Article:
May 11, 2020
I happened to catch a few minutes of a CNN story featured an interview with a famous chef (sorry, didn’t catch his name) he was discussing the crisis hitting the restaurant industry. After explaining how restaurants will find it almost impossible to survive operating at 25 percent of capacity, he then described the chains of suppliers — the truckers, the wholesalers, the food processors, and the farmers — who will also go under because of the collapse of the restaurant industry.
There is a small problem with this logic. The people who are foregoing meals at restaurants will still be eating, they just will be eating at home instead. This means we will need truckers, wholesalers, food processors, and farmers to produce and transport the food that people eat at home. This could be different companies and it is entirely possible that the number of people employed in the supply chain will be less, but it will be very far from zero.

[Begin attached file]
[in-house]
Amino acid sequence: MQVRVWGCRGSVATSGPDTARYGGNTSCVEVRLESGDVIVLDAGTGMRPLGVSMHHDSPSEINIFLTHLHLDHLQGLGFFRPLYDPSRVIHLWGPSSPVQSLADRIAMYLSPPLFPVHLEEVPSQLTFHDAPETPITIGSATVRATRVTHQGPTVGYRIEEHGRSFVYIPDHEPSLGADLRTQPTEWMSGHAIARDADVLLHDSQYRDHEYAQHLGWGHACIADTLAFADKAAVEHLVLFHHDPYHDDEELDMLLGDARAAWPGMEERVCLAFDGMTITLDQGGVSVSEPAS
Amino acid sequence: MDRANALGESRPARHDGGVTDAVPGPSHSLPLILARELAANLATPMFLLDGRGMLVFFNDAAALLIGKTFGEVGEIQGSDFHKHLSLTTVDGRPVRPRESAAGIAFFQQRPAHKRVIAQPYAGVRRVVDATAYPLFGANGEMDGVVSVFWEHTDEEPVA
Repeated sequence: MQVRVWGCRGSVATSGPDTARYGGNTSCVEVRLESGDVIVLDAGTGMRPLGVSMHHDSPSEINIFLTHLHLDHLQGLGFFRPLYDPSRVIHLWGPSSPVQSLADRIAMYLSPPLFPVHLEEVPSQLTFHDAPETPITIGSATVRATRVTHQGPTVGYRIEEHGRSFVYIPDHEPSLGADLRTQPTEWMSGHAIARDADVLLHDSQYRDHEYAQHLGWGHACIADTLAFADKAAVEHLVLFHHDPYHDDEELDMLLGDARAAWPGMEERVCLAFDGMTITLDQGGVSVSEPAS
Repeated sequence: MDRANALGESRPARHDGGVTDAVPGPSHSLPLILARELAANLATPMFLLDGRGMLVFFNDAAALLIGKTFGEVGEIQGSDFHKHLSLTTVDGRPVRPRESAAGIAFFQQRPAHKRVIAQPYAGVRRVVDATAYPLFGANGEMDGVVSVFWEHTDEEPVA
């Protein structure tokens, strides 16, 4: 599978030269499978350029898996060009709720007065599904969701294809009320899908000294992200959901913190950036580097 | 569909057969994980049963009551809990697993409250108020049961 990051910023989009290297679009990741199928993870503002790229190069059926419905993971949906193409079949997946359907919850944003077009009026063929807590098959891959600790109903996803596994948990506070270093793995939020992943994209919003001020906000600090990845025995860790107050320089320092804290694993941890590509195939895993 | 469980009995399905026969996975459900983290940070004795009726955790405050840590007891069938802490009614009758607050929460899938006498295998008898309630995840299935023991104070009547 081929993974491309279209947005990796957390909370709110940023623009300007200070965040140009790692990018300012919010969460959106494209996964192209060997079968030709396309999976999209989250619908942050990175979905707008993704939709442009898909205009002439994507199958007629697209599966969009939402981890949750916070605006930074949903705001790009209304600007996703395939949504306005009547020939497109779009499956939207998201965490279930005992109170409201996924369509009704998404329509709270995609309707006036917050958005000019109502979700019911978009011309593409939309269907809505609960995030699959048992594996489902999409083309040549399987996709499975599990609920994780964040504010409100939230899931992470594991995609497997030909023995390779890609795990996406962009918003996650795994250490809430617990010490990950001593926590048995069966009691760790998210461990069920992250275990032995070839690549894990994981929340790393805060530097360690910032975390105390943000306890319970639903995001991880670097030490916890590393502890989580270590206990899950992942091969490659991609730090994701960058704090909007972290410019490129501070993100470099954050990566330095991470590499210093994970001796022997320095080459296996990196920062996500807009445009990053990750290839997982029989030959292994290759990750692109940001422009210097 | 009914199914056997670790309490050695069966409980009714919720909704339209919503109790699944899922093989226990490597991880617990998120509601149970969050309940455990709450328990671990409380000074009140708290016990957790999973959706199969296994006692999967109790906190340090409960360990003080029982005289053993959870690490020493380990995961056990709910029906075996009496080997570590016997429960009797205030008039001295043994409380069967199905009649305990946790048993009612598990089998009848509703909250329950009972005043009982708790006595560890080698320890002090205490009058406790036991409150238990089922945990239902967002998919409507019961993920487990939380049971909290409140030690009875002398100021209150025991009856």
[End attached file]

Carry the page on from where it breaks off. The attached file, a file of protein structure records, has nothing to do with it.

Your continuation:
It is also worth noting that many restaurants will likely be able to survive with 25 percent capacity. Many have substantial take out business. They also will charge much higher prices to cover higher costs. They can get away with charging higher prices since they can afford to lose 75 percent of their customer base and still have their restaurants filled to their new lower level of capacity.
None of this is to say the situation facing restaurants and many other businesses across the country is not horrible, it is, but we should try to think about the prospects seriously and not just pronounce this as the end of the world. It isn’t.